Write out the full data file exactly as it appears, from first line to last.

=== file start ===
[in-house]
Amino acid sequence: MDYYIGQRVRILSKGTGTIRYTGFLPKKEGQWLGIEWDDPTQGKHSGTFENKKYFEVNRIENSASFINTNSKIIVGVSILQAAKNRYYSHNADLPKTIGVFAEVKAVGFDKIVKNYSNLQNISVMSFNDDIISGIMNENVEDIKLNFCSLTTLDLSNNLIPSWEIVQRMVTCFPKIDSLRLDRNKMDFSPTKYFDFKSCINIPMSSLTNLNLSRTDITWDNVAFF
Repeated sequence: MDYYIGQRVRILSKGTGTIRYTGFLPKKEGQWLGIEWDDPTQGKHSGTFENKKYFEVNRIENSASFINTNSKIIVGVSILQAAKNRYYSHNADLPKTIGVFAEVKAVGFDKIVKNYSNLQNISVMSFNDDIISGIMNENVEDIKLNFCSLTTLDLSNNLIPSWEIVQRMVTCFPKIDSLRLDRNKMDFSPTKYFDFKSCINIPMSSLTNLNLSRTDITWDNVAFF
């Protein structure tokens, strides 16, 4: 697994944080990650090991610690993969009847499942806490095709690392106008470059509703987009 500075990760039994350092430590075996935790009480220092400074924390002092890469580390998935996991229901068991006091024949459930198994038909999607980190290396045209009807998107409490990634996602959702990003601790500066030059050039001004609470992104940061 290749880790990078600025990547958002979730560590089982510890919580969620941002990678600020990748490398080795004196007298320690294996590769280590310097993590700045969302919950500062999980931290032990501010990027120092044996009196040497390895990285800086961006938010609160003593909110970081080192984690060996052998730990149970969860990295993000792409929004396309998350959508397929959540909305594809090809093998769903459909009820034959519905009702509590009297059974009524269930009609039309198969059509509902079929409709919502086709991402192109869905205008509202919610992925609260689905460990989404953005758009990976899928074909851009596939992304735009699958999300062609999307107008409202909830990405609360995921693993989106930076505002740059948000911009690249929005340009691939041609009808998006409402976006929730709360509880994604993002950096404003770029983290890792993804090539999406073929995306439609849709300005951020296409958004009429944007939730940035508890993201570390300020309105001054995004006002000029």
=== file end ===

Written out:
[in-house]
Amino acid sequence: MDYYIGQRVRILSKGTGTIRYTGFLPKKEGQWLGIEWDDPTQGKHSGTFENKKYFEVNRIENSASFINTNSKIIVGVSILQAAKNRYYSHNADLPKTIGVFAEVKAVGFDKIVKNYSNLQNISVMSFNDDIISGIMNENVEDIKLNFCSLTTLDLSNNLIPSWEIVQRMVTCFPKIDSLRLDRNKMDFSPTKYFDFKSCINIPMSSLTNLNLSRTDITWDNVAFF
Repeated sequence: MDYYIGQRVRILSKGTGTIRYTGFLPKKEGQWLGIEWDDPTQGKHSGTFENKKYFEVNRIENSASFINTNSKIIVGVSILQAAKNRYYSHNADLPKTIGVFAEVKAVGFDKIVKNYSNLQNISVMSFNDDIISGIMNENVEDIKLNFCSLTTLDLSNNLIPSWEIVQRMVTCFPKIDSLRLDRNKMDFSPTKYFDFKSCINIPMSSLTNLNLSRTDITWDNVAFF
């Protein structure tokens, strides 16, 4: 697994944080990650090991610690993969009847499942806490095709690392106008470059509703987009 500075990760039994350092430590075996935790009480220092400074924390002092890469580390998935996991229901068991006091024949459930198994038909999607980190290396045209009807998107409490990634996602959702990003601790500066030059050039001004609470992104940061 290749880790990078600025990547958002979730560590089982510890919580969620941002990678600020990748490398080795004196007298320690294996590769280590310097993590700045969302919950500062999980931290032990501010990027120092044996009196040497390895990285800086961006938010609160003593909110970081080192984690060996052998730990149970969860990295993000792409929004396309998350959508397929959540909305594809090809093998769903459909009820034959519905009702509590009297059974009524269930009609039309198969059509509902079929409709919502086709991402192109869905205008509202919610992925609260689905460990989404953005758009990976899928074909851009596939992304735009699958999300062609999307107008409202909830990405609360995921693993989106930076505002740059948000911009690249929005340009691939041609009808998006409402976006929730709360509880994604993002950096404003770029983290890792993804090539999406073929995306439609849709300005951020296409958004009429944007939730940035508890993201570390300020309105001054995004006002000029």